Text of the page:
Kaylee Lowe’s answer to How can I get Esperanto taught at my school? Read now for the general principles at work. This answer is the added detail.
Kaylee Lowe correctly points out the added constraint of standardised testing and curriculum support; you can’t just waltz in to a school with a copy of Jen Nia Mondo, and start talking. There are accountability constraints at work.
Australia has adopted a national curriculum, and a lot of time has been spent hammering Ancient Greek and Indigenous Language curricula into shape; if there isn’t provision for Esperanto there, most schools would be reluctant to deviate from the national course.
Add that in Australia, State schools don’t have that much autonomy in what they offer, and Catholic schools don’t have that much more.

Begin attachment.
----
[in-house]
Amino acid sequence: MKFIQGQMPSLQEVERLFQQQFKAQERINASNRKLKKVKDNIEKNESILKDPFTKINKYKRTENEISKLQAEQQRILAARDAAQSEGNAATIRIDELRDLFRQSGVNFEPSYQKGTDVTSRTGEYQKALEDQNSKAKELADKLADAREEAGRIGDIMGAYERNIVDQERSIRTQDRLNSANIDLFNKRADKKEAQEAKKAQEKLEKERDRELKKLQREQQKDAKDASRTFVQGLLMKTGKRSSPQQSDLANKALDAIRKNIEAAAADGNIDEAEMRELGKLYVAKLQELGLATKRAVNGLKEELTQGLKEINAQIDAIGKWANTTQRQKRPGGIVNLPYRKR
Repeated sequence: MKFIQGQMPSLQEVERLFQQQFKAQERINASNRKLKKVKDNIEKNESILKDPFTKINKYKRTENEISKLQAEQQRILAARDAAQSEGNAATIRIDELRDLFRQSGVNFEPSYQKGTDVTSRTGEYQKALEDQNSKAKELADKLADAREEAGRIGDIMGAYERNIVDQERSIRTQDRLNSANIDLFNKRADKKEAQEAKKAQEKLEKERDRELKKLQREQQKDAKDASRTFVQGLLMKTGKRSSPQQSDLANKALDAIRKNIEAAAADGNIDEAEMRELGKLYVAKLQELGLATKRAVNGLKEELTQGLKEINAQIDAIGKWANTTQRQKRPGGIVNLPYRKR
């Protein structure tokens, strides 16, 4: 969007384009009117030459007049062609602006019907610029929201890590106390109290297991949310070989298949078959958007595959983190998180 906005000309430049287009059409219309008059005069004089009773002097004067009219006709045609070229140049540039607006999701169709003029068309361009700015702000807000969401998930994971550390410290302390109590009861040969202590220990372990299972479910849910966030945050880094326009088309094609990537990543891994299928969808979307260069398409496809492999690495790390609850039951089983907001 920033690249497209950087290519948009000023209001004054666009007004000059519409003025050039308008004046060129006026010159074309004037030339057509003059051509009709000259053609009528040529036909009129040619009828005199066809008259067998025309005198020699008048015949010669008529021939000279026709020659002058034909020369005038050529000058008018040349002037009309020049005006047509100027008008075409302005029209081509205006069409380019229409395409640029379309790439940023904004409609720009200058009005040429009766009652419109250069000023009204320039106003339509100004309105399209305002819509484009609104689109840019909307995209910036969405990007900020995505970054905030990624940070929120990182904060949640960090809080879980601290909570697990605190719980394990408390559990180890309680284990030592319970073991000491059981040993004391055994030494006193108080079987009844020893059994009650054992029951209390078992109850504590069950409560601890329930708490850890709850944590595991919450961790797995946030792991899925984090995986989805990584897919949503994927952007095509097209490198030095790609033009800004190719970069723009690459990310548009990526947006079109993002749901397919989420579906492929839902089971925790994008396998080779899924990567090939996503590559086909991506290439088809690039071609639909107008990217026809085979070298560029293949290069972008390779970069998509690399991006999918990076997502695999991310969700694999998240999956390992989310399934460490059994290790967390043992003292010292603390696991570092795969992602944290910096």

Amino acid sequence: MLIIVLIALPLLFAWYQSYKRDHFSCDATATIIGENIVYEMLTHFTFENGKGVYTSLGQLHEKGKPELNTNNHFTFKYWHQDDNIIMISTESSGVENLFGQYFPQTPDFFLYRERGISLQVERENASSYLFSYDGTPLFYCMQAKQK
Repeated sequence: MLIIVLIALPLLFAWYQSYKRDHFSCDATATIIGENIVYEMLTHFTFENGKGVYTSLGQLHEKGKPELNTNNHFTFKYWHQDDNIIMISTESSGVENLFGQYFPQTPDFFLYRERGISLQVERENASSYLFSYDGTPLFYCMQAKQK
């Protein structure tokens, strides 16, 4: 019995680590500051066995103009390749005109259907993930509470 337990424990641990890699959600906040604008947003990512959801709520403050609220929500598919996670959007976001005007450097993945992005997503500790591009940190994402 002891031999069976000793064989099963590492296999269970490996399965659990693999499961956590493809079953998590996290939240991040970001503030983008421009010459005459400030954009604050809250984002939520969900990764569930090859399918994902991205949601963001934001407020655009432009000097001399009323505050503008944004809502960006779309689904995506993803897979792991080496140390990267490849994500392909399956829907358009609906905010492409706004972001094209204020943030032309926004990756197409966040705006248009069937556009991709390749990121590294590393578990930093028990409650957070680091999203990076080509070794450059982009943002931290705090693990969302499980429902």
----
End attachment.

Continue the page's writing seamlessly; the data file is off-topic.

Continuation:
Honestly, your best bet is to talk to the local Council for Adult Education, and get it offered there. Esperanto was in fact offered in Australian schools in the 1970s (Morwell High School: here’s a description from an alumnus), but we’re not in the 1970s; things in education are much more tightly controlled. And that’s not necessarily a bad thing. From the description:
Trouble was, Ivan had to cajole other teachers into taking the classes – he taught them the lesson one day,and they taught it to us the next! We had one text book, and we began at page 1 in Form 1, and began at the same page 1 in Form 2. It is the only subject in which I ever ‘cheated’ – as did most of the class. Sorry Ivan, but we thought it was a bit of a joke. It was a compulsory subject in Form 1 and 2, in Form 3 if we took French we also had to take Esperanto. In Form 4 I opted out of French because although I enjoyed the subject I didn’t particularly like the teacher – but guess what, that year if you didn’t take French you had to take Esperanto. I was finally free of it in Form 5. But in four years we only ever used the one text book, and always started from page 1! It was a small tan coloured soft covered book.
Bonan sukceson, kaj bonvolu komuniki al mi pri pli da detajloj!